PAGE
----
Defective Takata airbag grows into global problem for manufacturer. The New York Times (11/19, Gough, Soble, Tabuchi, Subscription Publication, 9.9M) reports that “What began as a largely American problem for Takata is taking on ever-wider proportions, confronting drivers and regulators in multiple countries with differing legal systems and attitudes toward automobile safety.” Last week, the first fatality of a non-US driver was linked to the Japanese airbag manufacturer’s defects thus confirming that faulty inflaters, made at North American plants, ended up in overseas vehicles. “The problem is that nobody knows how far it’s going to go — how many millions more vehicles,” said Koji Endo, an expert on the Japanese automobile industry at Advanced Research Japan. Adding to the company’s troubles, Federal regulators in the US on Tuesday urged automakers to recall cars nationwide that contain driver’s-side airbags made by Takata. Takata executives are scheduled to testify on Thursday at a Senate hearing on auto safety.

Is any one interested?

Dear Community Partner:


The Massachusetts Commission on the Status of Women is currently accepting applications for commissioner positions on the MetroWest Commission on the Status of Women, which was established through legislation filed by Senator Karen Spilka and signed into law by Governor Deval Patrick on October 1, 2014.


The MetroWest Commission on the Status of Women will serve to provide a positive and effective voice for women and girls within the region, broadening the reach of five previously established commissions in Massachusetts. The MetroWest Commission will be comprised of nine commissioners who will study, review, and report on the status of women and girls in the MetroWest area. Commissioners will be responsible for evaluating the status of women in the Metrowest region and offering policy recommendations to advance women’s opportunities and equality.  The findings of the MetroWest Commission will be issued in an annual report to the MCSW and elected officials.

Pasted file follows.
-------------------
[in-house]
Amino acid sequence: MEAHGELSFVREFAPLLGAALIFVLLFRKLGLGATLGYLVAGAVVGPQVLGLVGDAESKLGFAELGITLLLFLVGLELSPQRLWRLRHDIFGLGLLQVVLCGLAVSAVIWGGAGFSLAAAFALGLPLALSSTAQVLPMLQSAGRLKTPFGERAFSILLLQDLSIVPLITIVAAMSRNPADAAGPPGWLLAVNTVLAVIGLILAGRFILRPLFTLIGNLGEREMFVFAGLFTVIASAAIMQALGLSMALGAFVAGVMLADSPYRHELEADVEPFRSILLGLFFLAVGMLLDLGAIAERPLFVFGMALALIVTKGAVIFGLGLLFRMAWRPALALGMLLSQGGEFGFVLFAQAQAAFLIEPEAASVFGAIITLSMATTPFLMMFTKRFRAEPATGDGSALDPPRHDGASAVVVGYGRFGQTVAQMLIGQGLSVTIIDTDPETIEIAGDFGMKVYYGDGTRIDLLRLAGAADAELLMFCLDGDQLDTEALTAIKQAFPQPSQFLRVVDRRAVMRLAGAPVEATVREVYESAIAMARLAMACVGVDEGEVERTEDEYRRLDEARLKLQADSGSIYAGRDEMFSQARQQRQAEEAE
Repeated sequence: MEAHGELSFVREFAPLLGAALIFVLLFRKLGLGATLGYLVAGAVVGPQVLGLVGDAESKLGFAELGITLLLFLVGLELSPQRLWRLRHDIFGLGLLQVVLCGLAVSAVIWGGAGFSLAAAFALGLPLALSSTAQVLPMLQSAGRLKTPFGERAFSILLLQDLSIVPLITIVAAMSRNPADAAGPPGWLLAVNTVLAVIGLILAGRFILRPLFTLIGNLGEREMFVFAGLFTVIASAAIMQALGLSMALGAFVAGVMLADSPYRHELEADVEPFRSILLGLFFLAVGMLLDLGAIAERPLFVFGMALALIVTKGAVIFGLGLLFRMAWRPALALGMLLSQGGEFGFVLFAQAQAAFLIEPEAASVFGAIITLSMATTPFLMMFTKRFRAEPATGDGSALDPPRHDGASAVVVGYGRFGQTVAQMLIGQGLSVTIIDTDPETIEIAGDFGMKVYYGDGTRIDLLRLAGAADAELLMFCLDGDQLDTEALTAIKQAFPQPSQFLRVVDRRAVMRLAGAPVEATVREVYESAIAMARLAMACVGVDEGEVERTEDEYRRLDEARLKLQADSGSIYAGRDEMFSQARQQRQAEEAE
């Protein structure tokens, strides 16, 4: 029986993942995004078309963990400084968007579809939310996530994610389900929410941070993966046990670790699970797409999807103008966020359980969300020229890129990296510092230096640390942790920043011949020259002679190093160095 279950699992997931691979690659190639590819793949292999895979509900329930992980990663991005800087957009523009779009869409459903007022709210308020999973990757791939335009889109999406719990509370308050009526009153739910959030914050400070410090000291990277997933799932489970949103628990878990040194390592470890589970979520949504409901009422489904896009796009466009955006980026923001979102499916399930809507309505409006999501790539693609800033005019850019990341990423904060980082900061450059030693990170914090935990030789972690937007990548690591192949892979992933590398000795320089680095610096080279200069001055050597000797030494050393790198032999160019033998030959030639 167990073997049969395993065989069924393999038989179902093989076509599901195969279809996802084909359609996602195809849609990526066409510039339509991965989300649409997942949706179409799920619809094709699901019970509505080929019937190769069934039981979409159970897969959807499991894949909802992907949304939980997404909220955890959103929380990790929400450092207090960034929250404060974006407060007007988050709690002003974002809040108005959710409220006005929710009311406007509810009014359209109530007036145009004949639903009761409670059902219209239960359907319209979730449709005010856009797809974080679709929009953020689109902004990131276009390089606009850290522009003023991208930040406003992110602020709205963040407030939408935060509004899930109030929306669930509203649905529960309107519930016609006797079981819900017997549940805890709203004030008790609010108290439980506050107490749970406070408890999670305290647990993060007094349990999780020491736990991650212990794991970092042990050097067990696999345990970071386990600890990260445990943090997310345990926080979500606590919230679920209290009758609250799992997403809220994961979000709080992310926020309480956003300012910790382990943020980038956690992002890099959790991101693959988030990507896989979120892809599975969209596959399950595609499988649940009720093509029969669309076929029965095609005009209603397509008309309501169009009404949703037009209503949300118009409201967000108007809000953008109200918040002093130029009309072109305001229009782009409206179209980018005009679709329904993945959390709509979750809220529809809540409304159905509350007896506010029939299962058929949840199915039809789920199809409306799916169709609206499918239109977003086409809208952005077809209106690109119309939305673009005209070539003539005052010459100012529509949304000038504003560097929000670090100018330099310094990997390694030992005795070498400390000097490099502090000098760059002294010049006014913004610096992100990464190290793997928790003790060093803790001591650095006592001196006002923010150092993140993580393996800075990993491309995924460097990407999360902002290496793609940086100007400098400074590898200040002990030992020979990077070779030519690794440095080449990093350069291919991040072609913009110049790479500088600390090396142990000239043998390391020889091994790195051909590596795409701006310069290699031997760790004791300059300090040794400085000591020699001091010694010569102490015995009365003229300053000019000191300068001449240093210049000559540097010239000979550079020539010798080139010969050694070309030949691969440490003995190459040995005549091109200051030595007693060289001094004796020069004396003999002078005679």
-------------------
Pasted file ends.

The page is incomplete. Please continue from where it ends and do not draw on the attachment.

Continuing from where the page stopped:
The MCSW welcomes applications from individuals with experience of the challenges facing women and girls in the region and a commitment to advancing the work and mission of the MetroWest Commission on the Status of Women. The nine volunteer commissioners will serve staggered terms. The initial terms will range from one to three years, and subsequent terms will be for a period of three years. An inaugural event for the MetroWest Commission on the Status of Women will be held in January 2015. For appointment in January, applications are due December 1, 2014, after which applications will be accepted and reviewed on a rolling basis. Applications forms may be requested by contacting the MCSW office at 617-626-6520 or


Please let us know if you have any questions or can make any recommendations by contacting our office at 617-626-6520 or We look forward to working with you to ensure an effective MetroWest Commission on the Status of Women.



Jill Ashton



Massachusetts Commission on the Status of Women

Charles F. Hurley Building

19 Staniford St, 6th Floor

Boston, Massachusetts, 02114